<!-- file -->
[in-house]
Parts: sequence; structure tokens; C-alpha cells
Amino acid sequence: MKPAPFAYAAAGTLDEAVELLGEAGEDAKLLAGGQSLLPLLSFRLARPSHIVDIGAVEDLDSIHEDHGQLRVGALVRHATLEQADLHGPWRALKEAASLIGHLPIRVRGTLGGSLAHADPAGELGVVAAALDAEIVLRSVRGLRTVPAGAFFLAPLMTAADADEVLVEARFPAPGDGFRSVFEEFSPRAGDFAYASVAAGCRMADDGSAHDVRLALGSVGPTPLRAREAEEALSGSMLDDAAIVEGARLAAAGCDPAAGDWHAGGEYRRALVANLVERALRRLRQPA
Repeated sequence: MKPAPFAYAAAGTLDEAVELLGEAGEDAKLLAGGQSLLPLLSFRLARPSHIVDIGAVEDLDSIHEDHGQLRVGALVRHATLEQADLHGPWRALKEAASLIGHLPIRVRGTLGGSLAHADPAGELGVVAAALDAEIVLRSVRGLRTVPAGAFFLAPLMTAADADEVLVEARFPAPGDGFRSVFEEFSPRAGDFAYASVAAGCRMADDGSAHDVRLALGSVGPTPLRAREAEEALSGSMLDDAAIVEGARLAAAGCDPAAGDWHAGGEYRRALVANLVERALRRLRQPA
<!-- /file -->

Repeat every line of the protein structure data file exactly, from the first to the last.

[in-house]
Parts: sequence; structure tokens; C-alpha cells
Amino acid sequence: MKPAPFAYAAAGTLDEAVELLGEAGEDAKLLAGGQSLLPLLSFRLARPSHIVDIGAVEDLDSIHEDHGQLRVGALVRHATLEQADLHGPWRALKEAASLIGHLPIRVRGTLGGSLAHADPAGELGVVAAALDAEIVLRSVRGLRTVPAGAFFLAPLMTAADADEVLVEARFPAPGDGFRSVFEEFSPRAGDFAYASVAAGCRMADDGSAHDVRLALGSVGPTPLRAREAEEALSGSMLDDAAIVEGARLAAAGCDPAAGDWHAGGEYRRALVANLVERALRRLRQPA
Repeated sequence: MKPAPFAYAAAGTLDEAVELLGEAGEDAKLLAGGQSLLPLLSFRLARPSHIVDIGAVEDLDSIHEDHGQLRVGALVRHATLEQADLHGPWRALKEAASLIGHLPIRVRGTLGGSLAHADPAGELGVVAAALDAEIVLRSVRGLRTVPAGAFFLAPLMTAADADEVLVEARFPAPGDGFRSVFEEFSPRAGDFAYASVAAGCRMADDGSAHDVRLALGSVGPTPLRAREAEEALSGSMLDDAAIVEGARLAAAGCDPAAGDWHAGGEYRRALVANLVERALRRLRQPA